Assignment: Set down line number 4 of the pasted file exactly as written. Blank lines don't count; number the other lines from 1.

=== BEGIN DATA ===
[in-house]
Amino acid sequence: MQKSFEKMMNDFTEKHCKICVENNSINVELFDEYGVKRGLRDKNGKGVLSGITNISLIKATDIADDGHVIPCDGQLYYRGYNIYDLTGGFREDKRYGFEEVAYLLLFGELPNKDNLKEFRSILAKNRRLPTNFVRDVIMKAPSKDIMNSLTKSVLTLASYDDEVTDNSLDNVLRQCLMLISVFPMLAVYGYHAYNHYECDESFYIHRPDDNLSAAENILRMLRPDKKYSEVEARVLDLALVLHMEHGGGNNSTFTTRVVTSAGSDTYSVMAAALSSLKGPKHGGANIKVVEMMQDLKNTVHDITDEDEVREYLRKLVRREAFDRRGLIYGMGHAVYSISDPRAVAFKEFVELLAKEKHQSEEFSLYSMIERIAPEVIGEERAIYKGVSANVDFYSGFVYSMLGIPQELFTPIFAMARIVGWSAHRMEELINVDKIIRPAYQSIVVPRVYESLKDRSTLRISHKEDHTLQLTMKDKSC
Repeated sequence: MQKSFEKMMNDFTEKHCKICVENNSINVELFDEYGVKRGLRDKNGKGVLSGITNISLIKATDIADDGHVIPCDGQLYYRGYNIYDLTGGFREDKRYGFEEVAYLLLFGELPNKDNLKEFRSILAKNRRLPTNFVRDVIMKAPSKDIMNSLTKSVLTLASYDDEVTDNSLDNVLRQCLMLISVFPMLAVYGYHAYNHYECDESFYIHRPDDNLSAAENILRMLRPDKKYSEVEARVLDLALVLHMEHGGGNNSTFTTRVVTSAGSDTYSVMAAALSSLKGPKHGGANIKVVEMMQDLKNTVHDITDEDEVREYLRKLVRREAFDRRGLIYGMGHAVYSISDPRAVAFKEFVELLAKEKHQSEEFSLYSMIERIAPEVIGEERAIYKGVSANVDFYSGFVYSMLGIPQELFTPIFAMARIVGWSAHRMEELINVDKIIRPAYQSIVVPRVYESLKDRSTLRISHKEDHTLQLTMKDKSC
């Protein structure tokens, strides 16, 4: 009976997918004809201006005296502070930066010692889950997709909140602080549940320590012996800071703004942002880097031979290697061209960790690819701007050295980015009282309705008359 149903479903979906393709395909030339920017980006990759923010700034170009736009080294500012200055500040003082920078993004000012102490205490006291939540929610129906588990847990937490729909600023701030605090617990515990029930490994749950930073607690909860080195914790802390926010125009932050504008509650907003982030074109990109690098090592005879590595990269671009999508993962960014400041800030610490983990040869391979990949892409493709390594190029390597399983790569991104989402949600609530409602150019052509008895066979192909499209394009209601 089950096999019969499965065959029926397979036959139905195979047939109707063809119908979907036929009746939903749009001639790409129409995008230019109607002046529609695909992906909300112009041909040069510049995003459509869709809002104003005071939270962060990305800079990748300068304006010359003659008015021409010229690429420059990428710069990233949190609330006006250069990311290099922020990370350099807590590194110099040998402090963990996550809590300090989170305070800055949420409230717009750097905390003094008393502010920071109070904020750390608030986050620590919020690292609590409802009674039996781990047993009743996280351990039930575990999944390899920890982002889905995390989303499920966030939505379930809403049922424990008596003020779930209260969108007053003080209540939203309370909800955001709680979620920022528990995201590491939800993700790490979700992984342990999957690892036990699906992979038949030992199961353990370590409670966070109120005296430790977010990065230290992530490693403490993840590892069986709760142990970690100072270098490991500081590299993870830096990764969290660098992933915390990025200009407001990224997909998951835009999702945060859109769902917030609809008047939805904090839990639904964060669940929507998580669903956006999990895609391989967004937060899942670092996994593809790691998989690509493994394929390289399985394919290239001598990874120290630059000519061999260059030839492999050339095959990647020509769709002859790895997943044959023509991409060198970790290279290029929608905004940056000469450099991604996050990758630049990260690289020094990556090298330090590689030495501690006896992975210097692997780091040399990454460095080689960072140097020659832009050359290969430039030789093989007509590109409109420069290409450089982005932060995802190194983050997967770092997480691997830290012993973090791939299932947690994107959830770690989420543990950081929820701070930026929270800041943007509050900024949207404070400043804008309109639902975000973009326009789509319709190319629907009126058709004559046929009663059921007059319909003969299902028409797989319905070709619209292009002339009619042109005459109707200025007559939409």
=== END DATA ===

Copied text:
């Protein structure tokens, strides 16, 4: 009976997918004809201006005296502070930066010692889950997709909140602080549940320590012996800071703004942002880097031979290697061209960790690819701007050295980015009282309705008359 149903479903979906393709395909030339920017980006990759923010700034170009736009080294500012200055500040003082920078993004000012102490205490006291939540929610129906588990847990937490729909600023701030605090617990515990029930490994749950930073607690909860080195914790802390926010125009932050504008509650907003982030074109990109690098090592005879590595990269671009999508993962960014400041800030610490983990040869391979990949892409493709390594190029390597399983790569991104989402949600609530409602150019052509008895066979192909499209394009209601 089950096999019969499965065959029926397979036959139905195979047939109707063809119908979907036929009746939903749009001639790409129409995008230019109607002046529609695909992906909300112009041909040069510049995003459509869709809002104003005071939270962060990305800079990748300068304006010359003659008015021409010229690429420059990428710069990233949190609330006006250069990311290099922020990370350099807590590194110099040998402090963990996550809590300090989170305070800055949420409230717009750097905390003094008393502010920071109070904020750390608030986050620590919020690292609590409802009674039996781990047993009743996280351990039930575990999944390899920890982002889905995390989303499920966030939505379930809403049922424990008596003020779930209260969108007053003080209540939203309370909800955001709680979620920022528990995201590491939800993700790490979700992984342990999957690892036990699906992979038949030992199961353990370590409670966070109120005296430790977010990065230290992530490693403490993840590892069986709760142990970690100072270098490991500081590299993870830096990764969290660098992933915390990025200009407001990224997909998951835009999702945060859109769902917030609809008047939805904090839990639904964060669940929507998580669903956006999990895609391989967004937060899942670092996994593809790691998989690509493994394929390289399985394919290239001598990874120290630059000519061999260059030839492999050339095959990647020509769709002859790895997943044959023509991409060198970790290279290029929608905004940056000469450099991604996050990758630049990260690289020094990556090298330090590689030495501690006896992975210097692997780091040399990454460095080689960072140097020659832009050359290969430039030789093989007509590109409109420069290409450089982005932060995802190194983050997967770092997480691997830290012993973090791939299932947690994107959830770690989420543990950081929820701070930026929270800041943007509050900024949207404070400043804008309109639902975000973009326009789509319709190319629907009126058709004559046929009663059921007059319909003969299902028409797989319905070709619209292009002339009619042109005459109707200025007559939409």